Colossians 1:5 the hope which is laid up for you in heaven
Neal A. Maxwell
You and I can be repeatedly reassured concerning this grand hope by the Comforter, who teaches us the truth about "things as they really are, and ... really will be" (Jacob 4:13; see also Moro. 8:26). Such hope constitutes the "anchor of the soul" (Heb. 6:19). Such hope is retained through faith in Christ (see Alma 25:16; Ether 12:9). In contrast, a resurrection-less view of life produces only proximate hope (see 1 Cor. 15:19).
Having ultimate hope does not mean we will always be rescued from proximate problems, but we will be rescued from everlasting death! Meanwhile, ultimate hope makes it possible to say the same three words used centuries ago by three valiant men. They knew God could rescue them from the fiery furnace, if He chose. "But if not," they said, nevertheless, they would still serve Him! (Dan. 3:18.)
Unsurprisingly the triad of faith, hope, and charity, which brings us to Christ, has strong and converging linkage: faith is in the Lord Jesus Christ, hope is in His atonement, and charity is the "pure love of Christ"! (See Ether 12:28; Moro. 7:47.) Each of these attributes qualifies us for the celestial kingdom (see Moro. 10:20-21; Ether 12:34). ("Brightness of Hope," Ensign, Nov. 1994, 35)
Colossians 1:10 That ye might walk worthy of the Lord... being fruitful in every good work
One way we can "walk worthy of the Lord" and please him is to follow the counsel of his prophets in holding a current temple recommend.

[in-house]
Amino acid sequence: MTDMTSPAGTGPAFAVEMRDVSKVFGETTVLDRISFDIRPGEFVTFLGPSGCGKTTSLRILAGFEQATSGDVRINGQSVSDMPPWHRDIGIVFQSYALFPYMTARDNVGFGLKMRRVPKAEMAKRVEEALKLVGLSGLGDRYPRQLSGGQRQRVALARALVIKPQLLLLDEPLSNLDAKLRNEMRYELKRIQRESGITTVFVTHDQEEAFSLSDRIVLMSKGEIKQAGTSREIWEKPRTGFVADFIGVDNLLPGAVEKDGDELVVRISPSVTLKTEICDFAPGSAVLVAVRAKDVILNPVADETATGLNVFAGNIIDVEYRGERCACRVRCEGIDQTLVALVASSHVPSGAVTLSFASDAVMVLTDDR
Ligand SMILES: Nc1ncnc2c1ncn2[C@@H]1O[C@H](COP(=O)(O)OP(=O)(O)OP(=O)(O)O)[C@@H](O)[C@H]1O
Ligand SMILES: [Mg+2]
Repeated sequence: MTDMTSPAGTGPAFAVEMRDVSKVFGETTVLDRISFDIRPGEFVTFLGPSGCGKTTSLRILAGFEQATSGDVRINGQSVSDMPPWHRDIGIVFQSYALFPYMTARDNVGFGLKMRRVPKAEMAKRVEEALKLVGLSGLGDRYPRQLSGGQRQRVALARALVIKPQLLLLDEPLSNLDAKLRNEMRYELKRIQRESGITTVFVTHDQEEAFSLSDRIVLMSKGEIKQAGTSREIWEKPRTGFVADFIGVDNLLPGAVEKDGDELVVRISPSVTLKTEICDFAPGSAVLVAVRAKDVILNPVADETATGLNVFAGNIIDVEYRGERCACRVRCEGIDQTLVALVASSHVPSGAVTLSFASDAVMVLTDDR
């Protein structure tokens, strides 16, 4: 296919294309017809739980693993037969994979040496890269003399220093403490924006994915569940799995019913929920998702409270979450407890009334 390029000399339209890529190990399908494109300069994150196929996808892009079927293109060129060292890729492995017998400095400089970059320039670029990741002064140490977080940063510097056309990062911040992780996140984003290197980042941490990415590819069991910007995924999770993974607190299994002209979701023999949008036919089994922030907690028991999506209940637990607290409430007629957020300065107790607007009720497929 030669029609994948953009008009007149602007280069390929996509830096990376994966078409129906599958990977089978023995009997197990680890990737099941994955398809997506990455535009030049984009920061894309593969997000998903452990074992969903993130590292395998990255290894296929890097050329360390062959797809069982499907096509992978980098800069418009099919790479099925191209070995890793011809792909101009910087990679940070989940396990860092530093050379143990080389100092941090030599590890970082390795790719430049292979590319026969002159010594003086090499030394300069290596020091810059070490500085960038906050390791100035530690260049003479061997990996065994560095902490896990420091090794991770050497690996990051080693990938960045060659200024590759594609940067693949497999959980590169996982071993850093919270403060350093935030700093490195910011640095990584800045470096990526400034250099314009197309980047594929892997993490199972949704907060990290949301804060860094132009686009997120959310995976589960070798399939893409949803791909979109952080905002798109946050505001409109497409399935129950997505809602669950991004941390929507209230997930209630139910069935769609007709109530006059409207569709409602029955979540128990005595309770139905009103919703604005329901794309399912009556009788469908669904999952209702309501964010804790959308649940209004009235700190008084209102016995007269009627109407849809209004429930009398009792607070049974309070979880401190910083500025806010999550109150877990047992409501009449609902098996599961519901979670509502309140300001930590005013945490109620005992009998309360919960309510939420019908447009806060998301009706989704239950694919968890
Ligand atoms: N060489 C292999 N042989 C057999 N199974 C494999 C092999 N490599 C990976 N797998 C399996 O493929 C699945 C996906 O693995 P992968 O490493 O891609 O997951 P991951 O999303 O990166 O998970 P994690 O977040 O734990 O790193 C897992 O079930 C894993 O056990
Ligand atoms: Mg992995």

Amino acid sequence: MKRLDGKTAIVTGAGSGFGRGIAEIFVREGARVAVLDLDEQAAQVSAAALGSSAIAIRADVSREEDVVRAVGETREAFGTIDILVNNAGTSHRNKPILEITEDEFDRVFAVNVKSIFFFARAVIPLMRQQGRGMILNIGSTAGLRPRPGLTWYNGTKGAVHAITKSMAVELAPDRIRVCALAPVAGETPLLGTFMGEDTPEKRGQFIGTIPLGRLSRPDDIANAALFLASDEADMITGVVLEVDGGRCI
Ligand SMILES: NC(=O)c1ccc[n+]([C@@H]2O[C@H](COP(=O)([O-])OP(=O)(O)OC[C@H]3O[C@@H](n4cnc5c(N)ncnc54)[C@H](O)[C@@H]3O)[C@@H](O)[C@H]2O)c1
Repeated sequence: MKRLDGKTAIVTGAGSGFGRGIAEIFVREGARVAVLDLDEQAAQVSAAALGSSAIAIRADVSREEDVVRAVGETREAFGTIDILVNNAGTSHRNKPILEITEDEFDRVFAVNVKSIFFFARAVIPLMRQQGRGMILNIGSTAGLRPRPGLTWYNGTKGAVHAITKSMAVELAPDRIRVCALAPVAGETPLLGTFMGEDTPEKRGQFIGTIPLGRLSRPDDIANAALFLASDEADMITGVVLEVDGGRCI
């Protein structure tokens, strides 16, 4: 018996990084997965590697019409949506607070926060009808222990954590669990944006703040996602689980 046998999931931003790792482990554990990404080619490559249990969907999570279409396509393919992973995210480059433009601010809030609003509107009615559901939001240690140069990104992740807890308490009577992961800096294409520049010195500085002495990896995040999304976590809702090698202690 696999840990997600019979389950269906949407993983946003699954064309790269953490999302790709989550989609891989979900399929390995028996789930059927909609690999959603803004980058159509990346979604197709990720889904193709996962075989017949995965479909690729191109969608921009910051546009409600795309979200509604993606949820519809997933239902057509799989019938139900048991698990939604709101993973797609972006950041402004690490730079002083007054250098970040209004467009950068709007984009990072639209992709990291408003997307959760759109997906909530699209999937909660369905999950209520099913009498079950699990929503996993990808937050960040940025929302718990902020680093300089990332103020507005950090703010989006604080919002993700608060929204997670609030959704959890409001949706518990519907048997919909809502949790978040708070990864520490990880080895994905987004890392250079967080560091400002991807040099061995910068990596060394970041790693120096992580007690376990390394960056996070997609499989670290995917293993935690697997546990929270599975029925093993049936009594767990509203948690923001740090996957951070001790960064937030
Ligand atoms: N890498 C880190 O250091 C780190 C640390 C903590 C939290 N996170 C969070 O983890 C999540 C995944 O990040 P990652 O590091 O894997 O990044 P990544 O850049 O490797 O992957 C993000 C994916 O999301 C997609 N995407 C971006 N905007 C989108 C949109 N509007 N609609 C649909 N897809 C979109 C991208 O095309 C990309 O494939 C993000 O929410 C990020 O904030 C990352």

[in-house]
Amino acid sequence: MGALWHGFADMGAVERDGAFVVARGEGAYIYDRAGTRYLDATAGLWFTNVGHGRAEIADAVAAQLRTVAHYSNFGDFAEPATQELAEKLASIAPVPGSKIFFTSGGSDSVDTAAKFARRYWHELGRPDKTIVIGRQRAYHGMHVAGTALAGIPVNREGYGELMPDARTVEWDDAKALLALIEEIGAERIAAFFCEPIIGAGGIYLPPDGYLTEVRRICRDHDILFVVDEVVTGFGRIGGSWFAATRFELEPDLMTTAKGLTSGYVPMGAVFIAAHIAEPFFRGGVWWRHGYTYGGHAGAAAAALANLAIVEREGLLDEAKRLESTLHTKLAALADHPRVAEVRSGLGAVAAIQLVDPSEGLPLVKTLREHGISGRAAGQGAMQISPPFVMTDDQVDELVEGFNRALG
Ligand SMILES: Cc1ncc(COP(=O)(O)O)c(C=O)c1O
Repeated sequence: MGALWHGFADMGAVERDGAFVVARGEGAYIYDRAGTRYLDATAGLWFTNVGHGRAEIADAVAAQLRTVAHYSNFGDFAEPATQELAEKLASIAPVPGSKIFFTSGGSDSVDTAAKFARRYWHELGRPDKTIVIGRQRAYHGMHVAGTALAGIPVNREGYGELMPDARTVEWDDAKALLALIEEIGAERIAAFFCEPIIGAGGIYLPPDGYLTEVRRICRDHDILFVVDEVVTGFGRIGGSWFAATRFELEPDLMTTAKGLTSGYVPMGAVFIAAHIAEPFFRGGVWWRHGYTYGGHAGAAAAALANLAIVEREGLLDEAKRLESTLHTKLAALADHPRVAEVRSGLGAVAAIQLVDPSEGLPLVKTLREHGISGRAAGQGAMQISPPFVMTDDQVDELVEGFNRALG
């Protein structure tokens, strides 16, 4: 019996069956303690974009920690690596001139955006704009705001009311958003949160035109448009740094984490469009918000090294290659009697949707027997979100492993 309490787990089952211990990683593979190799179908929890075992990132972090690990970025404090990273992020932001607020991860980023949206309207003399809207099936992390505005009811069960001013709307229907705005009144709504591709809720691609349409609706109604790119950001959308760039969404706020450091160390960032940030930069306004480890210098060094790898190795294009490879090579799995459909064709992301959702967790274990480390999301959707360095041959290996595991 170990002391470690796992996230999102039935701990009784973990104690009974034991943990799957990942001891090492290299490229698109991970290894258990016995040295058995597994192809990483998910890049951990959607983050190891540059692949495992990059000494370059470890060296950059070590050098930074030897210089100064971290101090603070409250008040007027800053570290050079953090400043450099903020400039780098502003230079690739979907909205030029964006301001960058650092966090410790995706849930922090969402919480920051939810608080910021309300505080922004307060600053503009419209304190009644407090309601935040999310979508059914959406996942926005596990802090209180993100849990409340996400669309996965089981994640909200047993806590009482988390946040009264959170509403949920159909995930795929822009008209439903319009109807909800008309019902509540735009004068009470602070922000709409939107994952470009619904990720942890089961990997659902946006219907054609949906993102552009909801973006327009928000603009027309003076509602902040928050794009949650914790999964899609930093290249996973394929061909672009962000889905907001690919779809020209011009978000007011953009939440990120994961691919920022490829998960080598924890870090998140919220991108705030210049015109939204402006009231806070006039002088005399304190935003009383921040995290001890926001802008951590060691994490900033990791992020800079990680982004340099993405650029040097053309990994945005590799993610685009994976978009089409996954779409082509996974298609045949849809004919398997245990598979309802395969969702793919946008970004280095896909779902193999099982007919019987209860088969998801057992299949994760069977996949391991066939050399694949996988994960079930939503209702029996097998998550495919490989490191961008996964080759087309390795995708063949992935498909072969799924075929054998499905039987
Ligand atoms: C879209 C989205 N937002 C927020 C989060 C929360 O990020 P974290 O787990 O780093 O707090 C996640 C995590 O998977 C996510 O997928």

Howard W. Hunter
Every adult member should be temple worthy. The Lord desires that his people be a temple-motivated people. It would be the deepest desire of my heart to have every member of the Church be temple worthy. I would hope that every adult member would be worthy of-and carry-a current temple recommend, even if proximity to a temple does not allow immediate or frequent use of it.
Let us be a temple-attending and a temple-loving people. Let us hasten to the temple as frequently as time and means and personal circumstances allow...
We must live worthy to enter the temple. We must keep the commandments of our Lord. If we can pattern our life after the Master, and take his teaching and example as the supreme pattern for our own, we will not find it difficult to be temple worthy, to be consistent and loyal in every walk of life, for we will be committed to a single, sacred standard of conduct and belief. (The Teachings of Howard W. Hunter, edited by Clyde J. Williams [Salt Lake City: Bookcraft, 1997], 239.)
Colossians 1:14 redemption through his blood, even the forgiveness of sins
Dallin H. Oaks
Jesus Christ is... the life of the world because he has atoned for the sins of the world. By yielding to temptation, Adam and Eve were "cut off from the presence of the Lord" (Hel. 14:16). In the scriptures this separation is called spiritual death (see Hel. 14:16; D&C 29:41).
The atonement of our Savior overcame this spiritual death. The scriptures say, "The Son of God hath atoned for original guilt" (Moses 6:54). As Paul taught the Saints in Rome: "Therefore as by the offence of one judgment came upon all men to condemnation; even so by the righteousness of one the free gift came upon all men unto justification of life" (Rom. 5:18). As a result of this atonement, "men will be punished for their own sins, and not for Adam's transgression" (A of F 1:2).